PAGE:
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The Plimpton Press Norwood Mass.

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Within the limits of a single volume, it is impossible to do more than to touch in brief and general outline the incidents and experiences which I have here sought to cover. The work is therefore suggestive rather than exhaustive. Experiences whose full recital would require a volume are necessarily dismissed with a few pages of comment. Volumes might be filled with the story of each year of the intervention. The first four chapters, serving as an introduction to the major purpose, are easily capable of expansion into other volumes; while the brief review of Cuba's experience as an independent republic dismisses in a few words an abundance of material for still other volumes.

My information regarding the period of American intervention in Cuba comes primarily and mainly from personal experience as a student of the situation. My visits to the island were made in the capacity of a newspaper correspondent and magazine writer whose work and interest were limited to observation, investigation, and analysis of conditions and processes, in their details and their influences.

I arrived in Havana on January 4, 1899, three days after the transfer of Cuba to American control, and remained in the island for four months, visiting the principal cities and making such study as was then possible concerning the welfare of the peasantry in rural areas.

In September, 1901, I returned from a trip of sixteen months in the Philippines and South Africa, where I was sent to study and to report the activities of war and the initial steps of reconstruction. In November, of that year, I again went to Cuba, to follow in detail the work of the Constitutional Convention, and to

which I may

note the processes and the results of American administration in the island. I remained until May of the following year. In March, 1902, I returned for a third visit, during which I was a spectator and student of the establishment and of the opening steps of Cuban government. I thus saw the beginning, the middle, and the ending, of the period of intervention.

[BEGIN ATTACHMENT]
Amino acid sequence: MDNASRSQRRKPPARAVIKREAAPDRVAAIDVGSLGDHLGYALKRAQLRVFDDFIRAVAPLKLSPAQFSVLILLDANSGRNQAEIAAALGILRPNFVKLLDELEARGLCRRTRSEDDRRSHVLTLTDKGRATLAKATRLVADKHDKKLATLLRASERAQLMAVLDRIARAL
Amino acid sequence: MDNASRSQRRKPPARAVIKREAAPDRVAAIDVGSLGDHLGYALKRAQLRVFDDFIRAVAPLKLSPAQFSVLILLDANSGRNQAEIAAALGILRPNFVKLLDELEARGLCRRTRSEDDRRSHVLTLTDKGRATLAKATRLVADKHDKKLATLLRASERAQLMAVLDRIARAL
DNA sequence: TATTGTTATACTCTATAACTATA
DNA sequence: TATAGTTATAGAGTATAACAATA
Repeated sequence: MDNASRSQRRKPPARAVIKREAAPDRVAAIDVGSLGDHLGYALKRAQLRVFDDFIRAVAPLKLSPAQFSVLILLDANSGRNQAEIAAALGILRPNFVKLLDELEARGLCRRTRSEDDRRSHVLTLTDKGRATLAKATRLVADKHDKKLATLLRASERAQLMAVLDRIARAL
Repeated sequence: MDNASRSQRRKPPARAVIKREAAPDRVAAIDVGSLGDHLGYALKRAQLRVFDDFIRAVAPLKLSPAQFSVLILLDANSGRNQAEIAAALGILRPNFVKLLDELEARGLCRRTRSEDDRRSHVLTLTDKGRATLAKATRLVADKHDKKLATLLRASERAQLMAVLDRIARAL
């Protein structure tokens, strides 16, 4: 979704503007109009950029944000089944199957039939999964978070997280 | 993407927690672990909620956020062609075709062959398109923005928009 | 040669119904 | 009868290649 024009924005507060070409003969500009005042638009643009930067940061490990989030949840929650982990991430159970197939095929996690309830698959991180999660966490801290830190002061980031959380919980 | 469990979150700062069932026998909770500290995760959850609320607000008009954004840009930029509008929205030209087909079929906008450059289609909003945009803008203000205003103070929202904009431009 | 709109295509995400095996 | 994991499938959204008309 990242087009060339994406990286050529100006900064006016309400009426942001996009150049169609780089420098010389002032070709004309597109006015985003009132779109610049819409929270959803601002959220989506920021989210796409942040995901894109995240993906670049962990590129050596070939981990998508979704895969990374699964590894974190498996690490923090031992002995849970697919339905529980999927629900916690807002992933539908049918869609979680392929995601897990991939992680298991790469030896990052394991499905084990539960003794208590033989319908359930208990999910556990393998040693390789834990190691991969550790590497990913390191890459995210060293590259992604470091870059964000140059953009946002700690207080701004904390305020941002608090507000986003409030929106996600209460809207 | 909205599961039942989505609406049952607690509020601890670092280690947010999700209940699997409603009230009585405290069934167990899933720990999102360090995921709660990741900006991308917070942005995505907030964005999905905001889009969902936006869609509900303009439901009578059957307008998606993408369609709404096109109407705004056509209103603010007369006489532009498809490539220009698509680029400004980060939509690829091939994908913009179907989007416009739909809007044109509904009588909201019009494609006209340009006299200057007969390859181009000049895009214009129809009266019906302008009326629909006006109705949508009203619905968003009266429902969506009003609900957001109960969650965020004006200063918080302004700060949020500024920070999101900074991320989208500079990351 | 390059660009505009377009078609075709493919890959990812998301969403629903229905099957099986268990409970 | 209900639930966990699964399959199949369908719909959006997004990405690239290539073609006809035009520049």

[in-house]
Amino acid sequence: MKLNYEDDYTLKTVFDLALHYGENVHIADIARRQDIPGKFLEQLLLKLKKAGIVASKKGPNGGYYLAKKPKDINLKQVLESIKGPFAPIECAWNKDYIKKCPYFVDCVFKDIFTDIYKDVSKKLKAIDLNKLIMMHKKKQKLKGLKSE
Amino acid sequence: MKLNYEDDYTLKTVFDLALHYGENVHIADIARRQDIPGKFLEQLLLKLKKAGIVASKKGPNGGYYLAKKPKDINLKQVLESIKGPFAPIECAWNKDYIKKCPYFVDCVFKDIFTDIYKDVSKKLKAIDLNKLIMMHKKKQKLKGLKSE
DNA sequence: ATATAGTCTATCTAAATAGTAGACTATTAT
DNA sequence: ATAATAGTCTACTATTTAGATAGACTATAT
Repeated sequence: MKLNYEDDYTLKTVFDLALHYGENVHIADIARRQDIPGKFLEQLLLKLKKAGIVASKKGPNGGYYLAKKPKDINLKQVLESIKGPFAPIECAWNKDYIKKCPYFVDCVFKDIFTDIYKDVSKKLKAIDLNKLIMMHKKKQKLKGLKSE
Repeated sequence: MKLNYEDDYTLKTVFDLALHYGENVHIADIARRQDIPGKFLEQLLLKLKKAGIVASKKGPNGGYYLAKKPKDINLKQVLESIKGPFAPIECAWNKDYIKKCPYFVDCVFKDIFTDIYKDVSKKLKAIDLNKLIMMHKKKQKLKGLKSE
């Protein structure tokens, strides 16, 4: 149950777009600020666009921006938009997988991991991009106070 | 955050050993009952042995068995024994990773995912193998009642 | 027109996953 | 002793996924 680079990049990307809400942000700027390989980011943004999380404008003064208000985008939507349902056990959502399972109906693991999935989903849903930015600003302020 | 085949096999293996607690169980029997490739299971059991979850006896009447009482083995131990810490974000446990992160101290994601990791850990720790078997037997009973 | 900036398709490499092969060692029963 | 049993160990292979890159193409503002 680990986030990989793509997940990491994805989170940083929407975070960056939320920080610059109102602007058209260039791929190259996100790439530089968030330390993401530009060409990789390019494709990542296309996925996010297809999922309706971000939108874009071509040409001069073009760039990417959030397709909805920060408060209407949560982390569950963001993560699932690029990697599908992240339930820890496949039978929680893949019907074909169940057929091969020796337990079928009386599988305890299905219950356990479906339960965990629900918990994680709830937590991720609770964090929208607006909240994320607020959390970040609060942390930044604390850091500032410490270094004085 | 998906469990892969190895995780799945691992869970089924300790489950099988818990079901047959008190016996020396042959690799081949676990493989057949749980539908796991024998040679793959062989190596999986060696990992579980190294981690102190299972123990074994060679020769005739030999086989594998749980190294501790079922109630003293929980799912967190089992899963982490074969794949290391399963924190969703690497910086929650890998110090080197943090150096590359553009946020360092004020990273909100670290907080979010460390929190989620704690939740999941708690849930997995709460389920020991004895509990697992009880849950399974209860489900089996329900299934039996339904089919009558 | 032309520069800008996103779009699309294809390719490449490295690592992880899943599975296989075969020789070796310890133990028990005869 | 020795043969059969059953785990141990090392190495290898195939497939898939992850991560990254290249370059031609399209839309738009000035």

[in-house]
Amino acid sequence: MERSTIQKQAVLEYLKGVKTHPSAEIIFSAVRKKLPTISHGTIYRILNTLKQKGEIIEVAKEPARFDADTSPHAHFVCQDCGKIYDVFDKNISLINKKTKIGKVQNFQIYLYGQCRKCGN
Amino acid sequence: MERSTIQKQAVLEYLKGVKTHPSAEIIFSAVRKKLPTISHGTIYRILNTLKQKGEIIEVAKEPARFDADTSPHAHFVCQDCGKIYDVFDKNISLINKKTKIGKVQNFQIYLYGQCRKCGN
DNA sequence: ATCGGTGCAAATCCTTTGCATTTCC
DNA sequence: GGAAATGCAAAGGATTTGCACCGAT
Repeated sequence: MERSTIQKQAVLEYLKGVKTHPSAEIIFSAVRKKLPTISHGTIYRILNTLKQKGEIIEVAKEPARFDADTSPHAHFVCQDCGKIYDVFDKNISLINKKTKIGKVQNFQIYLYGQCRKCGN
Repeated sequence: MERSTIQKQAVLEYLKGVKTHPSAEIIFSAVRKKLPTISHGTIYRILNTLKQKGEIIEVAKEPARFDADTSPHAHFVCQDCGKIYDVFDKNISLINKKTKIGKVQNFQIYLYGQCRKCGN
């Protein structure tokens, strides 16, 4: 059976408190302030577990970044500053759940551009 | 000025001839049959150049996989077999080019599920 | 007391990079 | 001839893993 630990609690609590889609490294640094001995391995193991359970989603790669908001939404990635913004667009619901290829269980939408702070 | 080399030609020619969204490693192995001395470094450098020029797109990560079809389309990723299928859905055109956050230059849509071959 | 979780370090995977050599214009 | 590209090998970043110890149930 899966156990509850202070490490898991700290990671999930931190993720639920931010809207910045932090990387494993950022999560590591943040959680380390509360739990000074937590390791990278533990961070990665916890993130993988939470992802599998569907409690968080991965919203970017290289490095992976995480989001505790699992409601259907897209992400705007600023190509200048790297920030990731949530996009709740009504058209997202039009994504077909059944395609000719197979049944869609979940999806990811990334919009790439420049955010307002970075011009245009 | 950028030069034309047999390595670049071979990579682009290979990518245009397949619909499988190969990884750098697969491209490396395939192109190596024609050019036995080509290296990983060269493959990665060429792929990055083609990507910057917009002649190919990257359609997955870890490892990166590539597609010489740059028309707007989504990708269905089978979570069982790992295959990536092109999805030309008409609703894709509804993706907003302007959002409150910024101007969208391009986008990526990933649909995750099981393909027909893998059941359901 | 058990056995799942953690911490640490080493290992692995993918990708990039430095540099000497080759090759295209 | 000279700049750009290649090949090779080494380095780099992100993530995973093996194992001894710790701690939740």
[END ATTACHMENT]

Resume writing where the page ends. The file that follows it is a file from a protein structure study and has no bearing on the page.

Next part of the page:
During these visits, my chief aim and object was to watch the situation from the Cuban rather than from the American point of view. Unlike so many who visited the island I did not limit my observations to the view presented from the windows of the Palace in Havana. That, through official reports and through the major portion of the news reports, I could have had almost as well in Washington or in New York as in Havana. Nor did I accept official statements as necessarily accurate and final. I sought contact with Cubans to obtain their opinions, and met many Spaniards from whom I obtained other opinions. Many in both groups, to

add a third, that of the many officers of our Regular Army stationed in administrative positions throughout the island, were and still are among my personal friends. I count myself fortunate in that I secured from many in these different groups a pe onal trust and confidence which led them to talk with me with entire freedom and honesty.

My correspondence for the publications which I represented, and others to which I was an occasional contributor, was at all times unhampered and unrestricted by any editorial or managerial policy. I was free to tell what I saw and to make my own comments on it. In the preparation of this book I have paid no further attention to that published correspondence than has been desirable and necessary to refresh my memory regarding special incidents or events, and to obtain special figures. The volume is not in any way a compilation of that correspondence, but, with the possible exception of an occasional paragraph, consists entirely of newly written matter, all experiences of the time being weighed in the scales of later developments. Yet I have seen little or nothing to alter materially the opinions and convictions formed during the immediate time.

I submit the work with a full realization that some of its views and some of its statements may come perhaps as a surprise to many, perhaps as an offence to others. To many it will, I believe, furnish the key to, and the explanation of, features in that complex situation which they have hitherto been unable clearly to understand. If I shall have accomplished that, and if I have contributed anything which shall make for a better and a clearer understanding of those "relations which ought to exist between Cuba and the United States,” I shall feel that my work has not been done in vain.


("A. G. R.")

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